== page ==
For the first time, American evangelist Billy Graham was invited by Communist Party leaders into the People’s Republic of China. Graham was hosted during his April visit by Prime Minister Li Peng, one of the five members on the Standing Committee of the party.
“We don’t have the same God, but that doesn’t matter,” Li said in his welcoming remarks for Graham, according to the New York Times News Service. “It doesn’t prevent us from having a good talk together.”
Graham did not reveal any details of his private discussion with Li to the press, urging that the questions be posed to the Chinese. Asked of his impression of Li, he said: “I was tremendously impressed with his warmth, his courtesy. He certainly knew a lot about religion.”
Graham also met with a group of students and teachers at Beijing University during his visit. “They were interested in philosophy and religion,” he said. “They asked why I believed in God.”
The fundamental purpose for his trip was to present “the Gospel of Christ,” and “to make a contribution to world peace.” This was Graham’s first trip to China. During his stay he preached four times to Chinese audiences.
Since the Cultural Revolution ended in 1976, Christianity has been increasingly tolerated in the People’s Republic under the umbrella of officially approved churches. The government says there are four million Protestants and more than three million Catholics. The State Department offers an estimate of 10 to 20 million Christians.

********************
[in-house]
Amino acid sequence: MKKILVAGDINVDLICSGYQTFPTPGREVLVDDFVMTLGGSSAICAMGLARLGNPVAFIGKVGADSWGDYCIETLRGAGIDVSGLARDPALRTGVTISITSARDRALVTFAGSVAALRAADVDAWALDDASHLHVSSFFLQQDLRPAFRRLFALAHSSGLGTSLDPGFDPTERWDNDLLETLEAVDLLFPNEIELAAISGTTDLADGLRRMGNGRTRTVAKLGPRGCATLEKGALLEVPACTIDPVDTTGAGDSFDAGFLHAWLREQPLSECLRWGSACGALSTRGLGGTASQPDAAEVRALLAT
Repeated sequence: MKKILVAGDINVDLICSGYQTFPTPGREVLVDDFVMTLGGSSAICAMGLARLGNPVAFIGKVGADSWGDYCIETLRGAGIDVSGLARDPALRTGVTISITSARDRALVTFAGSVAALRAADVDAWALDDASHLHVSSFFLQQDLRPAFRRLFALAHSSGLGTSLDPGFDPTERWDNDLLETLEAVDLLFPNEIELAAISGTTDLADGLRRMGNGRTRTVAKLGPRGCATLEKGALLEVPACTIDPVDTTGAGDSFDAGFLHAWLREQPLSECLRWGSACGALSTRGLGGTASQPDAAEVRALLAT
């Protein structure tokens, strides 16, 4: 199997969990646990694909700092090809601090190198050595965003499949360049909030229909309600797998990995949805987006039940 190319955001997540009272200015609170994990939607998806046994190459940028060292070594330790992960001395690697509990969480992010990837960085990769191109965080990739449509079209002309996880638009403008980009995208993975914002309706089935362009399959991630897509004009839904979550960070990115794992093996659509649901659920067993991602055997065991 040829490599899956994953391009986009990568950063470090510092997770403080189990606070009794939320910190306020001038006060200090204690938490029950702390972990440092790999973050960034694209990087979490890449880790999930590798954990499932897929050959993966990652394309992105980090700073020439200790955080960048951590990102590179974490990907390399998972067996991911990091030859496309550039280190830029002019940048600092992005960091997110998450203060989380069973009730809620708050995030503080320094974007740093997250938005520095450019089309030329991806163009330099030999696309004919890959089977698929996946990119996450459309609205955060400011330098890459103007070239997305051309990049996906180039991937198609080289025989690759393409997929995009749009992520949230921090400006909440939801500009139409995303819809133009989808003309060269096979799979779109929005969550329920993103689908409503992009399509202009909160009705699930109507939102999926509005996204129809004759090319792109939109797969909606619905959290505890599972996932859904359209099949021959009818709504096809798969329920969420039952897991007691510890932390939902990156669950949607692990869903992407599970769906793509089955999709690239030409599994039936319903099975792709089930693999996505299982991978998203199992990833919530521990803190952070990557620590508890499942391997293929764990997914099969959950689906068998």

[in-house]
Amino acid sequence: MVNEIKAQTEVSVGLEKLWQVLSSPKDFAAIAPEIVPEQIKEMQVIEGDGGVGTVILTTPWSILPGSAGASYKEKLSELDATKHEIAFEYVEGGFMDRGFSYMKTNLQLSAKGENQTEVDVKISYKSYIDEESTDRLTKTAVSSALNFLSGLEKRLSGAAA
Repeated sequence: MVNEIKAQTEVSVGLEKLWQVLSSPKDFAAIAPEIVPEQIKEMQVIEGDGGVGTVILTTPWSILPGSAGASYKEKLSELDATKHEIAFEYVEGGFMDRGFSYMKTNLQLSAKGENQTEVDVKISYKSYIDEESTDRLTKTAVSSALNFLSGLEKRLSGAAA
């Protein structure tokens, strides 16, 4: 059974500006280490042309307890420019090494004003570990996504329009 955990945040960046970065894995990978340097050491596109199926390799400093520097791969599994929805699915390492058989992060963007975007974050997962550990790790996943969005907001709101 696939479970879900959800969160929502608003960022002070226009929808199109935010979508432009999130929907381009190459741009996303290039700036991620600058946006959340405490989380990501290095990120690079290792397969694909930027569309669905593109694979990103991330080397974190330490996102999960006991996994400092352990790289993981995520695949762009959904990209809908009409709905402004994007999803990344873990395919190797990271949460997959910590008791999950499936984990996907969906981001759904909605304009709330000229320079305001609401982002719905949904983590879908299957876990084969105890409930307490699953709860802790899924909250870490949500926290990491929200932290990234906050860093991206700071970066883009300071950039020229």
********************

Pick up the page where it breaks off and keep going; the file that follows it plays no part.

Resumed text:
There is also an underground church which is experiencing phenomenal growth – comprised of Christians who do not wish to take part in government-controlled churches. An unknown number of Chinese have been imprisoned for their religious beliefs, some of whom have been designated by Amnesty International, the human rights group, as prisoners of conscience.
Prior to his visit, Graham told reporters that he would only raise the issue of imprisoned Christians “indirectly” in his discussions with Chinese officials.
“I talked about human rights,” he explained. “There are some things I think I can accomplish in a private way.” He preferred not to criticize the government directly. He also said he was not discouraged by China’s government policy of atheism: “There is something innate in man,” he said. “Man is not born to atheism. He is born to believe. They’re not different deep down in their search for meaning. The message is always the same.”